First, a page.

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COLUMN

Don’t Come Around Here No More

Guest Column
Scott Bradley

Picture it. Campus Preview Weekend 2002. Bright-eyed groups of prefrosh clutching their purple and red folders begin to appear on campus. First they come sprinkling in ... one here, one there ... and then the downpour begins. They’re everywhere; in the Infinite Corridor, in the Student Center, sitting in on freshman classes. It seems like the CPW scene every year -- MIT hastily fixes up the campus to look pretty for the weekend, and somehow the cold rain gives way to sunshine and warmth.

But something is different this year. The prefrosh would surely be the first to hear it. One whispers to another, “I heard a student complaining about the administration.” Another adds, “Yeah, I heard something about not having the choice of where to live, which apparently will suck.” During a speech by the Dean of Admissions, one prefrosh leans towards another and says, “I was talking to some students, and they said something about no longer having pass/no-record?” “Yeah, and what’s this about an expensive mandatory meal plan?”

The prefrosh seem to hear it everywhere. “Wow, sucks to be you. I remember having fun my freshman year.” Hearing this, the prefrosh wonders whether he should really go to MIT.

Though CPW 2002 is far off, it strikes me that this situation is entirely plausible. The undergraduate “community,” or lack thereof as the administration seems to believe, is quite unhappy with the current state of affairs. With the proposal of a mandatory meal plan, which may only affect incoming freshmen, the 2002 transition has now touched very noticeably upon every member of the MIT undergraduate community. The pass/no-record changes and freshmen-on-campus change both focused, in my opinion, more on the FSILG community. For fraternities, at least, the fear concerning pass/no-record is that the added stress about grades for next year’s freshmen will discourage them from pledging. Along with the freshmen-on-campus change, the idea of a mandatory meal plan for freshmen also does not bode well for the MIT FSILG community. Between already being on campus and then feeling obligated to use those non-refundable meals, it seems unlikely that new-member freshmen will often make it to dinner at their FSILG’s house, which is a significant part of bonding at most FSILGs. However, the mandatory meal plan has also significantly angered members of the dormitory community, who also seem to dislike the forced change that has permeated the FSILG community over the last couple of years.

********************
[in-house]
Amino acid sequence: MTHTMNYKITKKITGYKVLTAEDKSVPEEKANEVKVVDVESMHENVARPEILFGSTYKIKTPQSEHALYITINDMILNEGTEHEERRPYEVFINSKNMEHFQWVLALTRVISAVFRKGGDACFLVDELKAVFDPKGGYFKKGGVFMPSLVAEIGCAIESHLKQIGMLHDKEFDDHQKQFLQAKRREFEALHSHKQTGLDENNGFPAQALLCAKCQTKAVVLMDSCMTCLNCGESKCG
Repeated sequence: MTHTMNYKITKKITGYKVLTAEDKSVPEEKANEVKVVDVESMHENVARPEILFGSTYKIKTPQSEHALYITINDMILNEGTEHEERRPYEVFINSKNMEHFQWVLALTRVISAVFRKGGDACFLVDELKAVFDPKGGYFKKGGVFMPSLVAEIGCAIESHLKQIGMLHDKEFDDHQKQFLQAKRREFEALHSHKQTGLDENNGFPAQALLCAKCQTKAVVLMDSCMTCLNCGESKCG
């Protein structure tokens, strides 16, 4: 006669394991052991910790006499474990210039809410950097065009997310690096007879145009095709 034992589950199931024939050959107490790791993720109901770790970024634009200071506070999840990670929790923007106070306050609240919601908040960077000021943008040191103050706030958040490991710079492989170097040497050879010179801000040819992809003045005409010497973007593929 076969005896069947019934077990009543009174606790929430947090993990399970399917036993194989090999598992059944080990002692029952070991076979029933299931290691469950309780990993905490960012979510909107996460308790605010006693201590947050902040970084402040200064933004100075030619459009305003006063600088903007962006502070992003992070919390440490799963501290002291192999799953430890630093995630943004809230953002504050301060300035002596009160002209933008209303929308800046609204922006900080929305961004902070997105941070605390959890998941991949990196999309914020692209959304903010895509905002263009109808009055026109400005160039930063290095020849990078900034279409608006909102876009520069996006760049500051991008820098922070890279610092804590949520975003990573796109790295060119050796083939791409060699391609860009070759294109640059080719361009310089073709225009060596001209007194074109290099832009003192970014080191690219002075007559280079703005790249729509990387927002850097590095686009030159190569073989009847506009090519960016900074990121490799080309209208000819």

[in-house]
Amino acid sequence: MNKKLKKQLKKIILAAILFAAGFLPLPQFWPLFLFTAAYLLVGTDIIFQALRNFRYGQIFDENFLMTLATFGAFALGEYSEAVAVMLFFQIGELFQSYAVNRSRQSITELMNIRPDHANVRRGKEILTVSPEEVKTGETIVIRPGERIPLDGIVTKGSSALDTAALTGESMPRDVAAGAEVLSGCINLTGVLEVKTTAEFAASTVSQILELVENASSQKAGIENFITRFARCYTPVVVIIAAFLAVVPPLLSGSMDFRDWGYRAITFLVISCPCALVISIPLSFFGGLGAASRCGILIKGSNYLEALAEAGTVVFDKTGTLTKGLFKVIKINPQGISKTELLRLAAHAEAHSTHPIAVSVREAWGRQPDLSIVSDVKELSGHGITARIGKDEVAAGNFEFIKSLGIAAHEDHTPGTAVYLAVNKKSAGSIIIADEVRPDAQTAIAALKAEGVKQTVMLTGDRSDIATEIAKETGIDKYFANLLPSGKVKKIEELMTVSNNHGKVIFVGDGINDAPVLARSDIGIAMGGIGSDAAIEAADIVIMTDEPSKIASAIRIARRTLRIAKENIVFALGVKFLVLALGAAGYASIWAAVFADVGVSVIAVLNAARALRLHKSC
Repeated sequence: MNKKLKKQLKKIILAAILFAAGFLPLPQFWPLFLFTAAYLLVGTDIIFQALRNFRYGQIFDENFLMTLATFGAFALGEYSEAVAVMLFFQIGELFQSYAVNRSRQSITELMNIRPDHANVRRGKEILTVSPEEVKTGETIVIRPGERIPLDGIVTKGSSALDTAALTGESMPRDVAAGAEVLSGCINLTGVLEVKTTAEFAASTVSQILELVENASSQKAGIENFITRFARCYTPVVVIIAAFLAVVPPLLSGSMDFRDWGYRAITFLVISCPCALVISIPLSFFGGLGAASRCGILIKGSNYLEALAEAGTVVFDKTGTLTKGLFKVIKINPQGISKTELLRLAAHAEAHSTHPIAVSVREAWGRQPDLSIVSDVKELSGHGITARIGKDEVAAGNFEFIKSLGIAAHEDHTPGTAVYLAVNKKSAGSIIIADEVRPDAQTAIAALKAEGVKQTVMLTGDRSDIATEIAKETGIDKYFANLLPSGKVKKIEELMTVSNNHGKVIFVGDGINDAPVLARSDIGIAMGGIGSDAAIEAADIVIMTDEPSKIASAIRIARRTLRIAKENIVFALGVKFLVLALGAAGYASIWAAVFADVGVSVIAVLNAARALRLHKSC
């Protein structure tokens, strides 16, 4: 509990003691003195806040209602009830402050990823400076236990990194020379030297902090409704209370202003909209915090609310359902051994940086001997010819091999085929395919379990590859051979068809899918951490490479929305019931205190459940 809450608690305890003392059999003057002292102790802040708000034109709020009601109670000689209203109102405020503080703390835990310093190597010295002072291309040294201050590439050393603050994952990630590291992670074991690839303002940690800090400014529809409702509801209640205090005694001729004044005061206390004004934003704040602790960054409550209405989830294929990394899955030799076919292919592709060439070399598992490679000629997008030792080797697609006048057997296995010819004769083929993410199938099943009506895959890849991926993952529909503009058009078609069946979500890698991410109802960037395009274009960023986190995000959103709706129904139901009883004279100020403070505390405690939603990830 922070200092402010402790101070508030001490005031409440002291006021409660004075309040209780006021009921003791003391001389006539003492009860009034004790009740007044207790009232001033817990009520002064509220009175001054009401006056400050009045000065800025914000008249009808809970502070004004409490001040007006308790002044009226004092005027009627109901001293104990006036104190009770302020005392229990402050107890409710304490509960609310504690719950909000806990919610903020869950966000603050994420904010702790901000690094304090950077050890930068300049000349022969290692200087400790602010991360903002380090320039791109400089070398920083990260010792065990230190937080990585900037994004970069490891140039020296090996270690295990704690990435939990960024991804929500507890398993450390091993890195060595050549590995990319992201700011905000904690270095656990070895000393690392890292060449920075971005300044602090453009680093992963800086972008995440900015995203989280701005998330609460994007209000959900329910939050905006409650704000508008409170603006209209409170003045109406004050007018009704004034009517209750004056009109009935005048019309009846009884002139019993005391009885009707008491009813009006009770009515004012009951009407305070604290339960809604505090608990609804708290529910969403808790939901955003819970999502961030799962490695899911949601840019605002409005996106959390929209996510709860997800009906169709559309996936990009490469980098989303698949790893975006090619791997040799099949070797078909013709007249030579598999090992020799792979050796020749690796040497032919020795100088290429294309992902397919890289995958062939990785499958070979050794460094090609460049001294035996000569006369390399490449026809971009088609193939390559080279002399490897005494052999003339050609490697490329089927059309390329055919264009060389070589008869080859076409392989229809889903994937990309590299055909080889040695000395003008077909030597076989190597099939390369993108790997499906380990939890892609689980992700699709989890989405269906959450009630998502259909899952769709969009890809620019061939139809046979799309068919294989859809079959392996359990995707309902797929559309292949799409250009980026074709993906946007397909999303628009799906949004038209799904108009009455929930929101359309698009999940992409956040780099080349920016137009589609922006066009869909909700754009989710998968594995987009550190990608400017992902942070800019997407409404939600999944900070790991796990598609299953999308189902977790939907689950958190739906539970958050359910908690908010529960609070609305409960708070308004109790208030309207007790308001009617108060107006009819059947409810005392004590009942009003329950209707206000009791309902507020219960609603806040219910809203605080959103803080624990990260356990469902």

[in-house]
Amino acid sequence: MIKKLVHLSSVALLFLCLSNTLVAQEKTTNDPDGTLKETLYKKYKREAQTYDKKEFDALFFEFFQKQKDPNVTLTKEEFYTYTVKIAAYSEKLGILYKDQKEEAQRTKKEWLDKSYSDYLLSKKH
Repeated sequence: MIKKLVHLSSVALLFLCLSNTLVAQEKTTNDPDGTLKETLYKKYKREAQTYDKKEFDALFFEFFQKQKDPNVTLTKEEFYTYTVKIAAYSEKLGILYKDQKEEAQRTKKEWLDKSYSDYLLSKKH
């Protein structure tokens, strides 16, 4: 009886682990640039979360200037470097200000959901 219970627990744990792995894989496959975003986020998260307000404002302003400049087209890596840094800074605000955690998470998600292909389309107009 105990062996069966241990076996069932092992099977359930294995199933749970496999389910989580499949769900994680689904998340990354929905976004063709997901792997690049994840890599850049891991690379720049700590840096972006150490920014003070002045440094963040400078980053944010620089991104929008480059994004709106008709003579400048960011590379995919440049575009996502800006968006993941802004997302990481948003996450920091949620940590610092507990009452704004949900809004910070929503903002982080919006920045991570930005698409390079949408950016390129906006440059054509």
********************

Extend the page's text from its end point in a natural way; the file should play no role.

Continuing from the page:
Current MIT undergraduates, as far as I can tell, are feeling very neglected by the administration, and are in many ways bitter about the lack of attention that the administration gives to our views. This is not only bad for the current students, but it is also dangerous for the future of the Institute. I know that being a prefrosh was a very significant part in confirming my decision to attend MIT. However, when I was a prefrosh, there was no talk about the transition to the new system. The Tech discussed crises like the wristband debacle the future Class of 2004 went through during CPW, but there was no complaining about the loss of freedom for undergraduates at the Institute. The significant population of males and females living in or associated with FSILGs were not complaining about the forced transition, the lack of administrative support -- a lack so pronounced that it can be interpreted as enmity at times. As a side note, I wonder if the administration realizes how much of a part FSILGs play in undergraduate housing; the dormitories are already crowded, so without the FSILGs, where would MIT put all of those displaced students?

All of the students I talked with during my CPW described MIT as a great place to be. But that was two years ago. I seriously wonder what this year’s prefrosh will hear from current students. Many current MIT students, who are some of the best and brightest of the world, prefroshed before deciding to come to MIT. With the significant displeasure of the undergraduate community toward the 2002 transitions and the administration’s attitudes, what will these current students tell the potential Class of 2006?

What would you do, as a prefrosh, if your excitement upon arrival in CPW 2002 was dashed by an MIT student telling you not to come here. I believe the true effect of students’ displeasure will not be seen in protests, such as the one that never occurred against Marilee Jones’ article for the faculty newsletter. Instead, it may be more subtle; MIT’s best salespeople for getting the best and brightest may simply tell prefrosh not to come here. Who knows maybe they’ll say, “Go to Stanford/Harvard/<insert name of other top school here>, and have fun.”

Scott Bradley is a member of the Class of 2004.